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Church leaders support 'Open Letter' to Candidates

Church leaders support 'Open Letter' to Political Candidates
Tuesday 9th September

Church leaders from the Anglican, Baptist, Catholic, Methodist, Presbyterian and Salvation Army churches have lent their support to an "Open Letter" issued by the New Zealand Council of Christian Social Services (NZCCSS) that calls for all political candidates in this year's General Election to "front up to the issue of reducing persistent levels of poverty in Aotearoa Zealand".

"As made clear in our joint Church leaders' statement in March we believe that issues related to poverty, families and children, older people, housing and essential social services are issues that individual politicians need to take personal leadership on. There is also a clear expectation that they offer the voting public something significant to say on these issues, that can then be part of a process of a honest and open debate," said Archbishop David Moxon of the Anglican Church.

The Reverend Brian Turner, Methodist Church, Rodney Macann, Baptist Churches of New Zealand, and the Right Reverend Pamela Tankersley, Presbyterian Church, all described the period before an election as a unique opportunity to intensify discussion about the type of society we live in.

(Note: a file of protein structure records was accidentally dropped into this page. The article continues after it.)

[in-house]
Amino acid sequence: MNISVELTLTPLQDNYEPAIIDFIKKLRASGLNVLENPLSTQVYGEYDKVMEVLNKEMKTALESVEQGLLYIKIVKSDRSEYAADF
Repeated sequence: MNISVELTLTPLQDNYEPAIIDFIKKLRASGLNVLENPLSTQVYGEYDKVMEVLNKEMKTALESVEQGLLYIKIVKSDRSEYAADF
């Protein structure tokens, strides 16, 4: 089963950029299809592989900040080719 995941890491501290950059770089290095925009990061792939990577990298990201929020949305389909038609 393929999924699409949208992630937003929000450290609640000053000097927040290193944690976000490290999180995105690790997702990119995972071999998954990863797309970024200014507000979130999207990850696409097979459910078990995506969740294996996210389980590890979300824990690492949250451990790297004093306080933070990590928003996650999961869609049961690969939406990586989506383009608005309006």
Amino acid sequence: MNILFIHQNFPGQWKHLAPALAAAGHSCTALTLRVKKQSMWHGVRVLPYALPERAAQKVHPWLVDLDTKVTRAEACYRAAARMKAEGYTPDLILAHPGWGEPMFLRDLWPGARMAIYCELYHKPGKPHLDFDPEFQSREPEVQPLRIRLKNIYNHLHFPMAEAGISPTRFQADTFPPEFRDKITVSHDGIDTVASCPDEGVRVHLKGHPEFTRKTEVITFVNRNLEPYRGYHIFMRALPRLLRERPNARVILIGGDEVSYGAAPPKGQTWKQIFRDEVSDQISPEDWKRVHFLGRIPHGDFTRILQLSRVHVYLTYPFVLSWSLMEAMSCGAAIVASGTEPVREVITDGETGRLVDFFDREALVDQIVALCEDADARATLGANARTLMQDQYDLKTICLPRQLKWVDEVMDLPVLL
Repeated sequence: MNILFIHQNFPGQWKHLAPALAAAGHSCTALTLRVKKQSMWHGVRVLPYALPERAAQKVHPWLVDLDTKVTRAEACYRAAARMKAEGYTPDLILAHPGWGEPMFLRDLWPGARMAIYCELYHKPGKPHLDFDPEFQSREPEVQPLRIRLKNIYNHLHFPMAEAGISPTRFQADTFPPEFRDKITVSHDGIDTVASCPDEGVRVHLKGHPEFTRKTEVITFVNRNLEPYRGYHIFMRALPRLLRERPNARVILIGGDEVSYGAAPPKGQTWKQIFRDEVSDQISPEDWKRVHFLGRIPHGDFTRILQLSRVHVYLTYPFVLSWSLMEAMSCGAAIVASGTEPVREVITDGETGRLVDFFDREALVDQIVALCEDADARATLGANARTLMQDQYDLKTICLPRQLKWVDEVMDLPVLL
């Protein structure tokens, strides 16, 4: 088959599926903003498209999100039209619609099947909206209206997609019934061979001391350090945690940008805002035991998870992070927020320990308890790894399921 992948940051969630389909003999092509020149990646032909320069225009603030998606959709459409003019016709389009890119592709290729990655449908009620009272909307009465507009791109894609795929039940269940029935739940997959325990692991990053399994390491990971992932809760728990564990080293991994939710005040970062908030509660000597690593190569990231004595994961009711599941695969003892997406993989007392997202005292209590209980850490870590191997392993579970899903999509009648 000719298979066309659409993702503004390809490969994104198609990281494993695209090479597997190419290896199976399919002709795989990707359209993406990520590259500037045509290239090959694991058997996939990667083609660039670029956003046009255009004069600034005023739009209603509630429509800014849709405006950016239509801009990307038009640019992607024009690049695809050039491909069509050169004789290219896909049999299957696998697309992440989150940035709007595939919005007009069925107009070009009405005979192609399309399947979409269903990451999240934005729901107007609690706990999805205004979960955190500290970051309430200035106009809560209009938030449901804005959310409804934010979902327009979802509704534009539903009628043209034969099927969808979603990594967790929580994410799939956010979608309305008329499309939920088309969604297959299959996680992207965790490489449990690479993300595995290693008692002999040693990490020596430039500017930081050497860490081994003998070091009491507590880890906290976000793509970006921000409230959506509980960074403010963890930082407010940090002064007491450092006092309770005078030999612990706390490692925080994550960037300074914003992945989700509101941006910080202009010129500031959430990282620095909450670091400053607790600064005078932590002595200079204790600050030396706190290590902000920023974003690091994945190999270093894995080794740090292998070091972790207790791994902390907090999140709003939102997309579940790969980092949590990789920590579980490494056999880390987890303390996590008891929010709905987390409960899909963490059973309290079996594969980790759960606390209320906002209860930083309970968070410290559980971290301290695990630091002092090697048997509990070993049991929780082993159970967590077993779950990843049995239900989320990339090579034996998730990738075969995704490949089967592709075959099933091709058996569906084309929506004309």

"The affect that poverty has on vulnerable New Zealanders is an issue we need to bring to the fore as part of the call we have as Christians to serve those on the margins of society," said Pamela Tankersley.

"A question that we need to ask ourselves is whether we are striving hard enough as a nation to put aside self-interest and to find a stronger collective social conscience in 2008," said Brian Turner.

"When our politicians talk about the policies they plan to introduce we want them to talk about he extent to which those policies can be considered just and compassionate, and we want them to explicitly address the issue of reducing poverty," said Rodney Macann.